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Friday, April 03, 2009

Construction marketing is only part of the story

This image of an unfinished basement is from Connecticut's WSFB TV.

The tragic failure of Custom Basements in Glastonbury, Connecticut, provides an enlightening reminder that great marketing (short term) will never replace solid business practices and ethics, and when you abuse the basic principals for short-term marketing gain, you can cause truly long-term damage.

According to the WSFB TV website, the business promoted its success in receiving the local Better Business Bureau Torch Award for Integrity and Ethics. To make things worse, the Connecticut Attorney General attended the awards ceremony in recognition of the winners' purported high ethical standards.

Unfortunately, according to Michael Stone, the whole thing represented a deck of cards. Stone had worked with one of Custom Basement's competitors who could not figure out how they could stay in business with their uneconomic pricing and business practices. In the end, dozens of people lost (each) tens of thousands of dollars, including clients and sub trades.

This news is sad on several levels.

A few years ago, I served on the board of directors of the Ottawa Better Business Bureau as the Bureau launched its Torch Awards program. Everyone involved in the selection and assessment process maintained high standards, and we found it satisfying to be able to grant the awards without charging any fees to the entrants; relying on client testimonials and independent judging.The recognition really helped the contractors and other businesses who won the awards attract hundreds of thousands of dollars in new business.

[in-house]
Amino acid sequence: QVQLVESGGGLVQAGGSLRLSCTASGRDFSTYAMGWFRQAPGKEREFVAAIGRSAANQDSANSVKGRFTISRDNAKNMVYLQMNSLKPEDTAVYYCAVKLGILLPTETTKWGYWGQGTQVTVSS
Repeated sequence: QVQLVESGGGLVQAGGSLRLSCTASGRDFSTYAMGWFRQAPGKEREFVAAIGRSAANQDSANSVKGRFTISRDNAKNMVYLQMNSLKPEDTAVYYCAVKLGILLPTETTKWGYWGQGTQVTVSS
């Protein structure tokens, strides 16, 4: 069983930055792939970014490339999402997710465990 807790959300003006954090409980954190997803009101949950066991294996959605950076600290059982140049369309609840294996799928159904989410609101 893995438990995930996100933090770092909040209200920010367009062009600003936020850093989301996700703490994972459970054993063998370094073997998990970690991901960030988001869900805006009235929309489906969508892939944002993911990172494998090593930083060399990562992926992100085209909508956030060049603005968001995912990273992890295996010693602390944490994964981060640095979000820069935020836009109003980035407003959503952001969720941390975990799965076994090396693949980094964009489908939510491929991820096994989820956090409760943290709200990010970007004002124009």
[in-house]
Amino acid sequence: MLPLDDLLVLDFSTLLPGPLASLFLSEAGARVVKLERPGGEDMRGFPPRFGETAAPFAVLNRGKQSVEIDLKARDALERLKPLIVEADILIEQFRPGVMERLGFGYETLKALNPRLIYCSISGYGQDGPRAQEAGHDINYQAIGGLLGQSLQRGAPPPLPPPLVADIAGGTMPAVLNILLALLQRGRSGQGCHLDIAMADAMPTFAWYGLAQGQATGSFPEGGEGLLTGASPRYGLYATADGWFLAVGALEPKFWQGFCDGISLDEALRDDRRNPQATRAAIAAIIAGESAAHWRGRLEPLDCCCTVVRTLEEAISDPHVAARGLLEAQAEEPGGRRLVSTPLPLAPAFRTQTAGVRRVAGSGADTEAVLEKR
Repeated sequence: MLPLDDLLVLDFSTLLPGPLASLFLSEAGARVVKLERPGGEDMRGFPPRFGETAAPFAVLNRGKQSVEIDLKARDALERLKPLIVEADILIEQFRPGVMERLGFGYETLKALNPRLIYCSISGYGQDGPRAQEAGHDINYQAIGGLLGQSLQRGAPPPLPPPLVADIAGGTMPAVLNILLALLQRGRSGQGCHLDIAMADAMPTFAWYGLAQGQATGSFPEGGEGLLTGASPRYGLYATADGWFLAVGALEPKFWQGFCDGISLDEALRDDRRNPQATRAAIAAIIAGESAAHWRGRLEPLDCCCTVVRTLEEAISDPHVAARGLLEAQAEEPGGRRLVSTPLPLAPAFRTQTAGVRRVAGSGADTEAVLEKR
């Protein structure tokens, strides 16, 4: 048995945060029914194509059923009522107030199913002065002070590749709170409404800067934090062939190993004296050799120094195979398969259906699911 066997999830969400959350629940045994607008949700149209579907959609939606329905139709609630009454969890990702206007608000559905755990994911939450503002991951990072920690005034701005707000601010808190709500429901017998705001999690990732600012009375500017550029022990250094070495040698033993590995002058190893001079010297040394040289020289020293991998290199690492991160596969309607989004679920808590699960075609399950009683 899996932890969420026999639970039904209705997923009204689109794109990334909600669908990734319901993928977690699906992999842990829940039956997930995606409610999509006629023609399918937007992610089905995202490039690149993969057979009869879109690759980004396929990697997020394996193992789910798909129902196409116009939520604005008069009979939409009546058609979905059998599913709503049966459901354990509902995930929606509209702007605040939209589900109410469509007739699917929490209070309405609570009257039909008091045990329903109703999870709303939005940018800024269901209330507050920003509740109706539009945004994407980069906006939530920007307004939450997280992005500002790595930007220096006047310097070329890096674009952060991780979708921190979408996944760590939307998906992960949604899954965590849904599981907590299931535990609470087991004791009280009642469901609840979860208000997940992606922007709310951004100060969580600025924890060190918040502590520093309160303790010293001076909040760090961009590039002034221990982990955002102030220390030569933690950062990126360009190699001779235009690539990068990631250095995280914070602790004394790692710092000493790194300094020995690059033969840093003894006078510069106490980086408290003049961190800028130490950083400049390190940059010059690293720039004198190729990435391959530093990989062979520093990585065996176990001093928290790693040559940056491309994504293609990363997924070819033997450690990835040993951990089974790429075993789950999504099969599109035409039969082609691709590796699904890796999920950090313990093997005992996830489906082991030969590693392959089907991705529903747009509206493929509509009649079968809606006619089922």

This is why I encourage contractors with good reputations and business values to enter (free or low fee) awards competitions. (I am not talking about the commercial services where the awards publicity company charges tens of thousands of dollars to promote the purported "winners" and where for some rather obvious reasons, anyone with the money, regardless of ethical standards, is able to "win" the recognition.)

But what happens when a business enters legitimate competition, wins the award, and then fails to deliver? You have marketing muck everywhere.

Maybe Custom Basements meant well. They certainly got their marketing practices on the right track initially, including selecting a clear and valid niche speciality (basements), while making use of the free recognition awards programs.

But what good does great marketing do when you can't pay your suppliers or complete your projects? You need to put everything into perspective and run your business properly. Effective marketing is only part of the story.

4 comments:

John Poole said...

I think that local awards are typically great marketing, but sometimes I question how some companies win. I've worked for the "best company of the year" and I found it very hard to believe. To what extent are these awards legitimate?

Mark Buckshon said...

Some are more legitimate than others. The Torch Award (in Ottawa, at least) is quite valid but the vetting and review and judging are of course not as thorough as for a major national award.

Dan said...

Always amazed me how the BBB got such legitimacy. It really resonates among the general public. Most people think they are a non-profit or a government agency. They are an example of what good marketing can do.

Mark Buckshon said...

Agreed. While serving on the Board of the BBB in Ottawa, we were dealing with fallout from problems in Toronto where crooks apparently gained control of that city's BBB! Done properly, the BBB system is a great resource for self-regulation within business, but unfortunately it has been abused or the source of abuse in many situations.